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An Energy Newsletter for Local Governments

Wave Energy Going Commercial with License and Power Contract

Finavera Renewables Inc., a developer of wave energy systems, took two major steps toward commercialization of its technology in late December: it became the first ocean energy company to earn a license from the Federal Energy Regulatory Commission (FERC), and it signed the nation's first power purchase agreement for a wave power plant.

FERC announced on December 20th that it issued a conditioned five-year license to Finavera's Makah Bay Offshore Wave Pilot Project in Washington State. The license is conditioned on Finavera obtaining all necessary federal permits for the one-megawatt project, which will consist of four 250-kilowatt floating buoys connected to shore by a 3.7-mile underwater transmission cable. The test project will be located 1.9 nautical miles off the shore of Waatch Point in Clallam County. To retain its license, Finavera must start construction within two years and must complete construction within three years of the license date. See Finavera's description of the pilot project, and the FERC press release and order(PDF 192 KB).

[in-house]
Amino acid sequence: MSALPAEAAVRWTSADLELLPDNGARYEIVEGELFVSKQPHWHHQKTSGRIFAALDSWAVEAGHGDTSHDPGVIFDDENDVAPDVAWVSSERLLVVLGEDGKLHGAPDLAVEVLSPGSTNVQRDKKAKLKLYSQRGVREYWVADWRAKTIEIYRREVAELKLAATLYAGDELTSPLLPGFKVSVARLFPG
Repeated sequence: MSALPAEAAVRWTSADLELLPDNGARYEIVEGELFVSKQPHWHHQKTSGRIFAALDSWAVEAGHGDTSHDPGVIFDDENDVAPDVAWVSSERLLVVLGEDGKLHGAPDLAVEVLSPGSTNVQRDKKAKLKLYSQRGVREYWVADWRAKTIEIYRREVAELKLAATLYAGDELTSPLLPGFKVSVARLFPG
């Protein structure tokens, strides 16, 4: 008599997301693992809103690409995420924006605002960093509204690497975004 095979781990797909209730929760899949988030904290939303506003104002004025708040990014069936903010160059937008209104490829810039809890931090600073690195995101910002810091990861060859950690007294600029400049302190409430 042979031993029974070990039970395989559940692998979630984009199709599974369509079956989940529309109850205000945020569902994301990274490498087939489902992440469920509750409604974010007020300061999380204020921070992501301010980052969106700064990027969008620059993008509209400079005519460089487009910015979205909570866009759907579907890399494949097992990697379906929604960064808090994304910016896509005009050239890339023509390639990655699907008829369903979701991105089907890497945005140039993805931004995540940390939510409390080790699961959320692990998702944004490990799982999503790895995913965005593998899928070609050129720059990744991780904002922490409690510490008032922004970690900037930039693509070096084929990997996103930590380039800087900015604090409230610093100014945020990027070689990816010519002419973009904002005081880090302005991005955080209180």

Just days before receiving its FERC license, Finavera signed a power purchase agreement with California's Pacific Gas and Electric Company (PG&E) for the power produced by its proposed two-megawatt wave power plant to be located off the state's northern coast. Finavera proposes to build the Humboldt County Offshore Wave Energy Power Plant about 2.5 miles off the coast, with power production expected to begin in 2012. The facility will use Finavera's "AquaBuOYs," tethered buoys that use wave motion to force pressurized seawater through hoses. The pressurized water then drives a turbine to produce electricity. See the PG&E press release and Finavera's description of its AquaBuOY wave energy converters.

A related technology drawing on ocean tidal currents is also making headway, as Ocean Renewable Power Company (ORPC) has launched its first prototype off the coast of Eastport, Maine. The power module consists of a 25-foot-long tube, four feet in diameter, housing two turbines with a generator in the center. The module is submerged 30 feet below a barge, which is moored in the channel that runs from Eastport to Deer Island, New Brunswick. The prototype can generate up to 25 kilowatts of power, but a full-scale power module is expected to have a one-megawatt capacity. See the ORPC press releases from before and after the launch.

This story came from the weekly newsletter from the U.S. Department of Energy's (DOE) Office of Energy Efficiency and Renewable Energy (EERE). The EERE Network News is also available on the Web at:

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